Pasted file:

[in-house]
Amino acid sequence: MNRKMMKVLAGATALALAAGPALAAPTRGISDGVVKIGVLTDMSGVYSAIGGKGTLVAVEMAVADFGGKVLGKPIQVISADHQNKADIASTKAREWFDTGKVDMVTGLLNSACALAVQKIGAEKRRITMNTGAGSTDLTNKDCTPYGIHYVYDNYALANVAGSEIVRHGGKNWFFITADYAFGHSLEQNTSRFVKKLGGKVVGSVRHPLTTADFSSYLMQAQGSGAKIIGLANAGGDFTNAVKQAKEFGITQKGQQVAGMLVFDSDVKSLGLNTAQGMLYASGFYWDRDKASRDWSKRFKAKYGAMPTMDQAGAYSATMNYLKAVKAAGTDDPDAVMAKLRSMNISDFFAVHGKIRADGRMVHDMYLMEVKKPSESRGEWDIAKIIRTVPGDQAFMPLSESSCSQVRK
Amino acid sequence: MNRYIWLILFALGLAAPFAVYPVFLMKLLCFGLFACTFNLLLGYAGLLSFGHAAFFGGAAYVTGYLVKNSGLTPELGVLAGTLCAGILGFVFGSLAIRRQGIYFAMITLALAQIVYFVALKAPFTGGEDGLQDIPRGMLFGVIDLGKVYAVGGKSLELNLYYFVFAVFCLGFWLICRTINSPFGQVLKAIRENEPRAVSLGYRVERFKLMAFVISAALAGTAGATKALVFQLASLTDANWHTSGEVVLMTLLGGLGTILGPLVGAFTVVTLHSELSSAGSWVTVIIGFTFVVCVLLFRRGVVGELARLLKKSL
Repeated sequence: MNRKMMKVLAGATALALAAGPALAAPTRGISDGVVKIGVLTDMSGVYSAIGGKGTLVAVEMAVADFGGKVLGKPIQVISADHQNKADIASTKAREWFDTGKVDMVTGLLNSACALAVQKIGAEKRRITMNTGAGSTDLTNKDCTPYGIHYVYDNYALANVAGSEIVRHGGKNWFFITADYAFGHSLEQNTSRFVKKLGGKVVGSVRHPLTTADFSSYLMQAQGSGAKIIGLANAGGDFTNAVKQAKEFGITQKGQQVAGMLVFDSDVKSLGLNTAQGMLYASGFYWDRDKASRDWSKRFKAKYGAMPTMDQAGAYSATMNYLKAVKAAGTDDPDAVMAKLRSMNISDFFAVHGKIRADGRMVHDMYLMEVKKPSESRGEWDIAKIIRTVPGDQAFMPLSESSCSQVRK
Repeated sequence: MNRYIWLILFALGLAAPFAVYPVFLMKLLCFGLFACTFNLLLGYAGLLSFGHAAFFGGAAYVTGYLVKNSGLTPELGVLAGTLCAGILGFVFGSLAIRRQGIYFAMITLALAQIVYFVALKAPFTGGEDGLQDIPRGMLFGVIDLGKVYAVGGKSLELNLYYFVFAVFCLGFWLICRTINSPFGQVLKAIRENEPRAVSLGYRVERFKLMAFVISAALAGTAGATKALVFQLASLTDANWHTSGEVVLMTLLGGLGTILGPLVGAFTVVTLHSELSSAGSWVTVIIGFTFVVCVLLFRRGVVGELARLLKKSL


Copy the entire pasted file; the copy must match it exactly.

[in-house]
Amino acid sequence: MNRKMMKVLAGATALALAAGPALAAPTRGISDGVVKIGVLTDMSGVYSAIGGKGTLVAVEMAVADFGGKVLGKPIQVISADHQNKADIASTKAREWFDTGKVDMVTGLLNSACALAVQKIGAEKRRITMNTGAGSTDLTNKDCTPYGIHYVYDNYALANVAGSEIVRHGGKNWFFITADYAFGHSLEQNTSRFVKKLGGKVVGSVRHPLTTADFSSYLMQAQGSGAKIIGLANAGGDFTNAVKQAKEFGITQKGQQVAGMLVFDSDVKSLGLNTAQGMLYASGFYWDRDKASRDWSKRFKAKYGAMPTMDQAGAYSATMNYLKAVKAAGTDDPDAVMAKLRSMNISDFFAVHGKIRADGRMVHDMYLMEVKKPSESRGEWDIAKIIRTVPGDQAFMPLSESSCSQVRK
Amino acid sequence: MNRYIWLILFALGLAAPFAVYPVFLMKLLCFGLFACTFNLLLGYAGLLSFGHAAFFGGAAYVTGYLVKNSGLTPELGVLAGTLCAGILGFVFGSLAIRRQGIYFAMITLALAQIVYFVALKAPFTGGEDGLQDIPRGMLFGVIDLGKVYAVGGKSLELNLYYFVFAVFCLGFWLICRTINSPFGQVLKAIRENEPRAVSLGYRVERFKLMAFVISAALAGTAGATKALVFQLASLTDANWHTSGEVVLMTLLGGLGTILGPLVGAFTVVTLHSELSSAGSWVTVIIGFTFVVCVLLFRRGVVGELARLLKKSL
Repeated sequence: MNRKMMKVLAGATALALAAGPALAAPTRGISDGVVKIGVLTDMSGVYSAIGGKGTLVAVEMAVADFGGKVLGKPIQVISADHQNKADIASTKAREWFDTGKVDMVTGLLNSACALAVQKIGAEKRRITMNTGAGSTDLTNKDCTPYGIHYVYDNYALANVAGSEIVRHGGKNWFFITADYAFGHSLEQNTSRFVKKLGGKVVGSVRHPLTTADFSSYLMQAQGSGAKIIGLANAGGDFTNAVKQAKEFGITQKGQQVAGMLVFDSDVKSLGLNTAQGMLYASGFYWDRDKASRDWSKRFKAKYGAMPTMDQAGAYSATMNYLKAVKAAGTDDPDAVMAKLRSMNISDFFAVHGKIRADGRMVHDMYLMEVKKPSESRGEWDIAKIIRTVPGDQAFMPLSESSCSQVRK
Repeated sequence: MNRYIWLILFALGLAAPFAVYPVFLMKLLCFGLFACTFNLLLGYAGLLSFGHAAFFGGAAYVTGYLVKNSGLTPELGVLAGTLCAGILGFVFGSLAIRRQGIYFAMITLALAQIVYFVALKAPFTGGEDGLQDIPRGMLFGVIDLGKVYAVGGKSLELNLYYFVFAVFCLGFWLICRTINSPFGQVLKAIRENEPRAVSLGYRVERFKLMAFVISAALAGTAGATKALVFQLASLTDANWHTSGEVVLMTLLGGLGTILGPLVGAFTVVTLHSELSSAGSWVTVIIGFTFVVCVLLFRRGVVGELARLLKKSL